The gun battery on Graemsay linked up with that on Hoy and at Ness on the outskirts of Stromness, protecting the entrance to Scapa Flow.  As well as the gun emplacement and lookout tower, there were also magazine stores and search light points, generator sheds, and the remains of the concrete bases of accommodation huts with fireplaces still in situ.

On a misty day it was easy to understand how those deployed to Graemsay thought they had reached the "end of the earth" - and how cold and bleak it must have seemed on a winter day.

Also at Hoy Low is a site thought to be an early Christian church, St Colms. There is evidence, apparently, of some foundations of the early church, though the WWII generator building foundation seems to have been dumped on top of part of the site!

The party then moved onto Corrigal, an old croft, now unihabited.  There was a steep descent to look at the croft and another "grassy mound" which was thought to be an early site too, though as Dan said, without supporting evidence it was hard to say what it might have been or when it was built. One of the visiting children was heard to wearily say "Oh no not another grassy mound!"  Dan bore this with fortitude and explained that an archeologist's lot was often staring at grassy mounds.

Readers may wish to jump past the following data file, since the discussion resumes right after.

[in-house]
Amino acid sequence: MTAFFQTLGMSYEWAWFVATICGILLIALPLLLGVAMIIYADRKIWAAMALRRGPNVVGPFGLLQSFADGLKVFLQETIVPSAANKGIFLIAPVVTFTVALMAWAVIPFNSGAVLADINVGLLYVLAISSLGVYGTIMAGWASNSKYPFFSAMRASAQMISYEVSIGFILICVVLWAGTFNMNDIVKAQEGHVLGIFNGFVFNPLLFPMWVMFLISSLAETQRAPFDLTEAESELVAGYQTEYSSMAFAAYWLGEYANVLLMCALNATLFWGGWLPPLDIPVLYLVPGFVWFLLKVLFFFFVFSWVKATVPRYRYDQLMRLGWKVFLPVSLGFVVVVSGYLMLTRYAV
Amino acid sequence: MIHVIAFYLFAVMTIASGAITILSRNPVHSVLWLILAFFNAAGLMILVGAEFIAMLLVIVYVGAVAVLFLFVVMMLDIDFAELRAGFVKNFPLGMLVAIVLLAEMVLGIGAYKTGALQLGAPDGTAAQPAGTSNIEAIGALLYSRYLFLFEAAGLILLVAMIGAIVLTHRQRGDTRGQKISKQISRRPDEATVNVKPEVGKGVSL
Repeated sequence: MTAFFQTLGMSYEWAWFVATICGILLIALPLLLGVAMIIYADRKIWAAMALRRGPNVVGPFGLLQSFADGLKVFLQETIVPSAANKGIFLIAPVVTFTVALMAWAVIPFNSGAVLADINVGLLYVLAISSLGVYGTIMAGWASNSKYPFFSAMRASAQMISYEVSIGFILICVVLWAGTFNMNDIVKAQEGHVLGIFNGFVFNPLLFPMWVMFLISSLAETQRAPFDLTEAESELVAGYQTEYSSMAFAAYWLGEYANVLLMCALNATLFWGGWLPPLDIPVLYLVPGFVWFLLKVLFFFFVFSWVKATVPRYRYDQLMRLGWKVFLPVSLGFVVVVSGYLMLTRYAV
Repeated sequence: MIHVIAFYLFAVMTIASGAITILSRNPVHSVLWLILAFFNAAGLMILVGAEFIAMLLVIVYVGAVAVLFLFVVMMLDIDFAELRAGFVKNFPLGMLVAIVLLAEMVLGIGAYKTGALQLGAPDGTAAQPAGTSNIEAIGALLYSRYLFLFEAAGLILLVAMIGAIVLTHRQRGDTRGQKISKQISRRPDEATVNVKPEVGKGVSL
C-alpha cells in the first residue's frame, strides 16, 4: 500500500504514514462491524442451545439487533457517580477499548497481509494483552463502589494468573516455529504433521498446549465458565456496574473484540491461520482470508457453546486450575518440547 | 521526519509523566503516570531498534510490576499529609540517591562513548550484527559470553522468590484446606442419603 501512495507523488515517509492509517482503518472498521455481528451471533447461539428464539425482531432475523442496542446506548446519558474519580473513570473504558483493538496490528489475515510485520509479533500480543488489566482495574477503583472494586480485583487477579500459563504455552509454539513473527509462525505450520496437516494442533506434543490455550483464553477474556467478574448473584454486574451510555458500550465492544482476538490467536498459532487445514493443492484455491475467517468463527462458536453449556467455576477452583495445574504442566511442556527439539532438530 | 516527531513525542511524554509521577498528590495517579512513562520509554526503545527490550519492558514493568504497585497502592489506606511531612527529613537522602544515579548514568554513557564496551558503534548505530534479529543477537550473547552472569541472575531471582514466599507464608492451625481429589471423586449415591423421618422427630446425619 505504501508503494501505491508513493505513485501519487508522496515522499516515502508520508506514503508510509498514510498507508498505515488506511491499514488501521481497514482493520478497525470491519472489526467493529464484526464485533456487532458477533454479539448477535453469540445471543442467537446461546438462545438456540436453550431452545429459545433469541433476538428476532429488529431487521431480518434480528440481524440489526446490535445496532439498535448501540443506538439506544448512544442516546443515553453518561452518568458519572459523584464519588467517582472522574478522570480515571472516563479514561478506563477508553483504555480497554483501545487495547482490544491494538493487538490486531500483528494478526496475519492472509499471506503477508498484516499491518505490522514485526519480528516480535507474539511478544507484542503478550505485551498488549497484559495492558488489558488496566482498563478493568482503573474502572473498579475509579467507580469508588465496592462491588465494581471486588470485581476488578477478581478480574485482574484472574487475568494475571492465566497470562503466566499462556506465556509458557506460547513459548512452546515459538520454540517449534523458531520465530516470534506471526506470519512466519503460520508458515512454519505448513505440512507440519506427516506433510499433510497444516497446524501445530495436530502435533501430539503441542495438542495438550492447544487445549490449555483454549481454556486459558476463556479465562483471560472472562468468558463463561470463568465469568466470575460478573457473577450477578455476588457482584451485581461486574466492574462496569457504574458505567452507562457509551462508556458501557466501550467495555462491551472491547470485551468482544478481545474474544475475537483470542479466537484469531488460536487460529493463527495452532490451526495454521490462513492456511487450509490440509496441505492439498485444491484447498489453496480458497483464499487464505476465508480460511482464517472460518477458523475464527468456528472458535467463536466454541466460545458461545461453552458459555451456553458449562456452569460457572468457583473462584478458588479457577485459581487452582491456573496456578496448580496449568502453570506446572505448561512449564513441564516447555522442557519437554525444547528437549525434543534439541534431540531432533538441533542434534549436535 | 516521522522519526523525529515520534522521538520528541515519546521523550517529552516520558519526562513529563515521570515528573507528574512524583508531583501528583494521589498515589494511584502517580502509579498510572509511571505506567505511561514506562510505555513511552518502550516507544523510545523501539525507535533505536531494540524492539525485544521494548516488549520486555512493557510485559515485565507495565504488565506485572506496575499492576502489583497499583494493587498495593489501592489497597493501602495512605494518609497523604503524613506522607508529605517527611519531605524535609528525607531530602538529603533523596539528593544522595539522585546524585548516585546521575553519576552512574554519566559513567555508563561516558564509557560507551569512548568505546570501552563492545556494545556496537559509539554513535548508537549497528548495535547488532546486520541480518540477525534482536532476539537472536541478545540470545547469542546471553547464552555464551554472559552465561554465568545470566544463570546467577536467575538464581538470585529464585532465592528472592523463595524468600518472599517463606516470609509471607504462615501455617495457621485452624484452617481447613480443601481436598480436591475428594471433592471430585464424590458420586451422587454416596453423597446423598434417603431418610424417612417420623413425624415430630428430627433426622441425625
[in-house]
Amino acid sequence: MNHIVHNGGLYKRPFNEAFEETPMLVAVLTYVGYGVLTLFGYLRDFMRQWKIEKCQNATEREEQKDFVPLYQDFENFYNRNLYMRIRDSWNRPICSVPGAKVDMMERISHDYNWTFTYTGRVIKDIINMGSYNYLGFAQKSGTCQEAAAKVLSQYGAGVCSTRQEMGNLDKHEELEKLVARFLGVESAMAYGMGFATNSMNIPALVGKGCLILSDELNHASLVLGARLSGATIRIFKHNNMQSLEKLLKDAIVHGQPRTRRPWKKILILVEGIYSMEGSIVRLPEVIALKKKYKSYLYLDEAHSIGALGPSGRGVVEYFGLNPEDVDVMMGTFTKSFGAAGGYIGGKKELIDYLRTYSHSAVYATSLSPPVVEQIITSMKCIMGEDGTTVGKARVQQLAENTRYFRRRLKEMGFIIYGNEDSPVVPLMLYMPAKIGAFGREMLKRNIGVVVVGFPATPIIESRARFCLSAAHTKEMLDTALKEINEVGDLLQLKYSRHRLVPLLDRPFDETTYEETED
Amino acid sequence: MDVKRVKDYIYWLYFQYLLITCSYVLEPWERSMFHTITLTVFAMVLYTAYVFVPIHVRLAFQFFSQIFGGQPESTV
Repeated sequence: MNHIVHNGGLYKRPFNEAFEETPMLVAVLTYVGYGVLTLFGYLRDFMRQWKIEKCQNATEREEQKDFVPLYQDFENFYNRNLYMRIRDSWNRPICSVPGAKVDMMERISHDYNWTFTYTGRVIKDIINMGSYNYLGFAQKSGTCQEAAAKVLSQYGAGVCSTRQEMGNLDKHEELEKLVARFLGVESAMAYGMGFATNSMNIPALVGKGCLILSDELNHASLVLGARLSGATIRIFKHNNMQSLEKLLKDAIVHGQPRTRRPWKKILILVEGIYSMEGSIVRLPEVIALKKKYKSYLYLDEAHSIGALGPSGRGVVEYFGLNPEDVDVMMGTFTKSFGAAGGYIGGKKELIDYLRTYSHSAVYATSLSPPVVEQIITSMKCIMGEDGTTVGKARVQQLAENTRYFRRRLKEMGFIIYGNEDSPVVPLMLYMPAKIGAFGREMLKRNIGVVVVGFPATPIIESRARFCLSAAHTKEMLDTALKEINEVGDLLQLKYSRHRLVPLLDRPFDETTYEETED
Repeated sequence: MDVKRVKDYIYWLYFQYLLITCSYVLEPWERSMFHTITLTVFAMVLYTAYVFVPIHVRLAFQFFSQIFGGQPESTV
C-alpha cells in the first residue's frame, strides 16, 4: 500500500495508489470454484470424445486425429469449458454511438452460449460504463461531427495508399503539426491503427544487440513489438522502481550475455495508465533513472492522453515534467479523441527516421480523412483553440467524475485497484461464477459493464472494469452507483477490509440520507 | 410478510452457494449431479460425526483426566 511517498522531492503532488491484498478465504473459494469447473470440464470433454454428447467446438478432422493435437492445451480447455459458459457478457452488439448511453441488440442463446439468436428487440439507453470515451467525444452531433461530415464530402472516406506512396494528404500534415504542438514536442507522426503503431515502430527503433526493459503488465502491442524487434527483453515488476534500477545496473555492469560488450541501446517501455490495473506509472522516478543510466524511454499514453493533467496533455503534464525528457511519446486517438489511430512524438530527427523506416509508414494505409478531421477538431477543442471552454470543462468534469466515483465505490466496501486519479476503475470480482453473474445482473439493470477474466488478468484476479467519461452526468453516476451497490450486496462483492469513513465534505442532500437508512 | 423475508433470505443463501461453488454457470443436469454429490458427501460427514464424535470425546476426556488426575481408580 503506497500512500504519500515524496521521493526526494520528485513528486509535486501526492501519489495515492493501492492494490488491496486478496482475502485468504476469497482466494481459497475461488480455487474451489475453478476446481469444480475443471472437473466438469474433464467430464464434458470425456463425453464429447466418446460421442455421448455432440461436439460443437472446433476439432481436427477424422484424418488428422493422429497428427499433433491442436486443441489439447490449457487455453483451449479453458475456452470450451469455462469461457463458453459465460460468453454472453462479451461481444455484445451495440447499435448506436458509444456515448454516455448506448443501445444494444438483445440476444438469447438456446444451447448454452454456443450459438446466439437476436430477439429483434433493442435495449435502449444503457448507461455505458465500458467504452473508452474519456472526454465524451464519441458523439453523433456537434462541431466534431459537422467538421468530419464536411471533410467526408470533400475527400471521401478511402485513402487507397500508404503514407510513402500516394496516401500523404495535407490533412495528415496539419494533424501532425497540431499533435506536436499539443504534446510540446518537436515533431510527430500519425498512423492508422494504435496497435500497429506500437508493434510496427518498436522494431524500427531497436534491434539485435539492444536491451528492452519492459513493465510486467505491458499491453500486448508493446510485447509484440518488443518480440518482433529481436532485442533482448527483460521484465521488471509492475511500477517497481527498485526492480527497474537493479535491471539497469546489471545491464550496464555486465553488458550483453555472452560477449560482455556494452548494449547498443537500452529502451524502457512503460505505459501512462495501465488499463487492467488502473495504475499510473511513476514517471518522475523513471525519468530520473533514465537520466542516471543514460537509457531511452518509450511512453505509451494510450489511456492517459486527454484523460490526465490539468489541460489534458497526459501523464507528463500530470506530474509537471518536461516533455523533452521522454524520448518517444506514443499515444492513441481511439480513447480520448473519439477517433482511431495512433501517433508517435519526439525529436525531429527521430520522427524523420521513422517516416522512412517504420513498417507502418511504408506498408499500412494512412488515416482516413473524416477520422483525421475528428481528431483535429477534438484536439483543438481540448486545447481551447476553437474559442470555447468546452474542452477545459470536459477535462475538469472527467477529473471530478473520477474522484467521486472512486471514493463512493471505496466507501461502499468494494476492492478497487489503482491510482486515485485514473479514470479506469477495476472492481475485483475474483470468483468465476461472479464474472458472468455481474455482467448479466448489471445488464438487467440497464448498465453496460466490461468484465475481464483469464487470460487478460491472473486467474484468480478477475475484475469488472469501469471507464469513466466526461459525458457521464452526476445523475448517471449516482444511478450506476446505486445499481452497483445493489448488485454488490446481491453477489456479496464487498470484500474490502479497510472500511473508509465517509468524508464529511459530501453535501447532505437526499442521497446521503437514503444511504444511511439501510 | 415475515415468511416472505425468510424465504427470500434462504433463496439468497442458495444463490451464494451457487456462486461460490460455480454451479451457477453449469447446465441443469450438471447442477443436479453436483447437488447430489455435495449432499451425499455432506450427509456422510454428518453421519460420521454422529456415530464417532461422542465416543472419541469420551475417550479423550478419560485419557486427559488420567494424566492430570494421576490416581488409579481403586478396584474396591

Finally the mist begins to clear and the visitors could get their bearings..... Hoy Hills in the background.

The old croft of Corrigal

However even the flagging spirits of the children were revived by lunch in the community hall, with hot soup, tea and cake after which Dan gave a talk, placing the archaeology and WWII heritage in a wider Orkney context. Then there was time for another foray, this time meandering along the shore via Sandside and the Hoy High lighthouse back to the pier just in time for the ferry home.

We folk on Graemsay thoroughly enjoyed the day and the company, and thanks are due to Dan for making it an informal but informative day!

Friday, 8 April 2011


The lambing season in Orkney starts from about April - much later than in the south of the UK. So this week wee lambs have been appearing in the fields.  However some are earlier than expected due to the bad weather. While the BBC Weather-people have been crowing how it's been the hottest day this year for most of England, in the North East corner of the UK it's been raining constantly with intermittent gales....sigh.... Consequently the ewes have been dropping their lambs early.